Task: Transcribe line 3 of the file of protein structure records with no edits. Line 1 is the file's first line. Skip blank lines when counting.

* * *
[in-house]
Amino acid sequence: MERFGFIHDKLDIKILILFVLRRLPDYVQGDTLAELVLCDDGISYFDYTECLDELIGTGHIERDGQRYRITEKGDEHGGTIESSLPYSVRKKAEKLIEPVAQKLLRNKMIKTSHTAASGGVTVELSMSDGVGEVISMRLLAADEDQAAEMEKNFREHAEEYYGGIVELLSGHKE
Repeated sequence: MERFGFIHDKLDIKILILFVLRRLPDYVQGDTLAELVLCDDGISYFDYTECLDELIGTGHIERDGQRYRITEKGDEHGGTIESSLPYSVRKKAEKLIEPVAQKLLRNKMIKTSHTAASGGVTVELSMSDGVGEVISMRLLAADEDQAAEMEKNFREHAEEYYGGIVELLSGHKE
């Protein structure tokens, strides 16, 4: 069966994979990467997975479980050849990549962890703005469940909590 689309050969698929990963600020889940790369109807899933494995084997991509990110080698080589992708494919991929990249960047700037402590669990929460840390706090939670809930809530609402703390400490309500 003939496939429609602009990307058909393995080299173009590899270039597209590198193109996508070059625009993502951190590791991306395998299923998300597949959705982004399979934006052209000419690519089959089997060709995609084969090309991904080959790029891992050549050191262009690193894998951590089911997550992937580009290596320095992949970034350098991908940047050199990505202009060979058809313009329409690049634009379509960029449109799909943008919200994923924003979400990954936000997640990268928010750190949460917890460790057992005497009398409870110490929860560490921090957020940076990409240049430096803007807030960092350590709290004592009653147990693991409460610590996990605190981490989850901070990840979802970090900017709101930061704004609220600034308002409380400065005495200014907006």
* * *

Repeated sequence: MERFGFIHDKLDIKILILFVLRRLPDYVQGDTLAELVLCDDGISYFDYTECLDELIGTGHIERDGQRYRITEKGDEHGGTIESSLPYSVRKKAEKLIEPVAQKLLRNKMIKTSHTAASGGVTVELSMSDGVGEVISMRLLAADEDQAAEMEKNFREHAEEYYGGIVELLSGHKE